There are times when you can feel hopelessly inadequate, and others around appear self-confident and assured. These outward appearances can be quite different from how other people feel. Anyone working in this challenging environment feels like this some of the time, particularly after a critical incident.
Talk to others about how you are feeling after any stressful event. They can often share details of their experiences to help you maintain perspective. This might be with a colleague whom you respect, admire and can talk to.
Some departments and organisations have a formal structure in place for debriefs, sometimes with professional facilitators. If one is offered where you work and you think it would be beneficial, ensure you know when they are occurring and can have the time from other duties to attend.
Concerns for a colleague
If you believe a doctor is unwell and may be unable to practice safely, you are required by law to notify the Australian Health Practitioners Regulatory Agency (AHPRA). Your employer will have specific reporting rules.
Your concerns should be escalated to a line manager, the Director of Emergency Medicine Training (DEMT), Director of Emergency Medicine (DEM) or the Director of Clinical Training. Providing that you do this in good faith, there are legal protections from civil and administrative liability.
In New Zealand
If you believe a doctor is unwell and may be unable to practice safely, you are required by law to notify the Medical Council of New Zealand (MCNZ). If you have a reasonable belief that a doctor may be unable to perform the functions required for the practice of medicine, the obligation to notify takes effect.
If you have not notified MCNZ, this could be seen to be a breach of professional obligation and give rise to disciplinary proceedings. Supporting the obligation to notify, the Health Practitioners Competence Assurance Act 2003 protects whistleblowers.
The Australian Medical Association offers doctors a web-based tool that enables you to evaluate the safety of your roster, track your work, on-call, recreational and sleeping hours over a week, and determine whether your work arrangements are placing you at risk of serious fatigue.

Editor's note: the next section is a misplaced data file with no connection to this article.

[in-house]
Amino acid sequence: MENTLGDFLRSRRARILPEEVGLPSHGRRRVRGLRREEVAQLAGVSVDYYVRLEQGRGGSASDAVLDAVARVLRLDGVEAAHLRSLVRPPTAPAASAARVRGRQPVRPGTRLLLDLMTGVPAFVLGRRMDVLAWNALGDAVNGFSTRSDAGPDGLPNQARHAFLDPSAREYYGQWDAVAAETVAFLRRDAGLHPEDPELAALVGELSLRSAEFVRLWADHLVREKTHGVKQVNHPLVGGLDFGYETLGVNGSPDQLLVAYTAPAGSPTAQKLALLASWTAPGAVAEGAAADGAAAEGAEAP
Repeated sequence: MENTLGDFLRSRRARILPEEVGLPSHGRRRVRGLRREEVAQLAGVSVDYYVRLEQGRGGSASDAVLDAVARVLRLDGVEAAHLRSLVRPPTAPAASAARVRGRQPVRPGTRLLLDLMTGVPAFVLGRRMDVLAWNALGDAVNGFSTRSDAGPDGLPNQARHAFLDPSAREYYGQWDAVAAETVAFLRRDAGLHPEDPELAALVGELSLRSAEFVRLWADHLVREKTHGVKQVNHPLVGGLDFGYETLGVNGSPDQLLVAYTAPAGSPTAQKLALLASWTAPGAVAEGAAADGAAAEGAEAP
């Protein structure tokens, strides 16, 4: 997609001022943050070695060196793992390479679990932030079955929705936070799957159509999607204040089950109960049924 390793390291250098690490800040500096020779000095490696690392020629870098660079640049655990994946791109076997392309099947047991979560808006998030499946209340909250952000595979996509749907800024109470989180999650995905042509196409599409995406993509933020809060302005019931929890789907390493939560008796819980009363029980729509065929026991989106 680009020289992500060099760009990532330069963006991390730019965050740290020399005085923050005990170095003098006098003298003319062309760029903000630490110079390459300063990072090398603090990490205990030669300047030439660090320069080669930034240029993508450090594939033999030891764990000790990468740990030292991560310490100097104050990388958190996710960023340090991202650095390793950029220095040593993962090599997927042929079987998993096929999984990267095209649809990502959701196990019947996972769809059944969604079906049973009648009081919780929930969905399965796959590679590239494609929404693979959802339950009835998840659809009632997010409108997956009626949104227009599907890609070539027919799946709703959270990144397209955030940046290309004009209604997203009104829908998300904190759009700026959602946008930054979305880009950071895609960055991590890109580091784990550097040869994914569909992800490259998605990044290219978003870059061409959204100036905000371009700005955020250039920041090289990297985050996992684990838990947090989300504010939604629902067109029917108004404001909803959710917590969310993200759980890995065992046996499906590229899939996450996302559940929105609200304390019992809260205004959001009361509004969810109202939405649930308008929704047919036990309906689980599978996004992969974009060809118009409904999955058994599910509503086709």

Infectious disease and biohazard exposure concerns
Mental health issues
The following resources provide support and services for those experiencing mental health issues:
- Beyond Blue Doctors Mental Health Program aims to address the prevalence of anxiety, depression and suicide in staff working in health services across Australia."
- The Beyond Blue Mental Health Checklist measures whether you may have been affected by depression and anxiety during the past four weeks
- The Black Dog Institute provides information and resources including online self-testing information on current treatments
- For New Zealand-based support and service, the Mental Health Foundation's Get Help website has a full range of associated resources.
Learning more about mental health issues
The following online resources can help you learn more about mental health issues:
- The Centre for Clinical Interventions provides access to self-guided online modules about depression, perfectionism, panic attacks, assertiveness and much more
- The Australian National University developed the eCouch platform contains online exercises and strategies
- The University of Auckland's CALM website contains podcasts on resilience, managing stress, anxiety and depression, healthy relationships, and finding meaning in life.
Mindfulness and meditation resources
There are many freely available mindfulness and meditation resources. Not-for-profit organisations, Headspace and Smiling Mind, both have apps for Apple and Android. The Auckland-based CALM websitehas online meditation modules.
The Resilience Project teaches positive mental health strategies and has developed a daily well-being journal app.
Personal or family issues
Relationships Australia provides a range of services including what to do when your relationship breaks down and resolving a conflict.
The Australian Centre for Grief and Bereavement provides helpful information about grief, supporting grieving children, adolescents and adults.
ACEM offers a program of remedial management for a member who is identified as performing poorly in their role as an emergency medicine practitioner.
ACEM sets out the requirements for progression and remediation in the FACEM Training Program under the Progression and Remediation Policy. We have a dedicated Trainee Support Team to discuss your training and assessment requirements. Find more information on remediation here.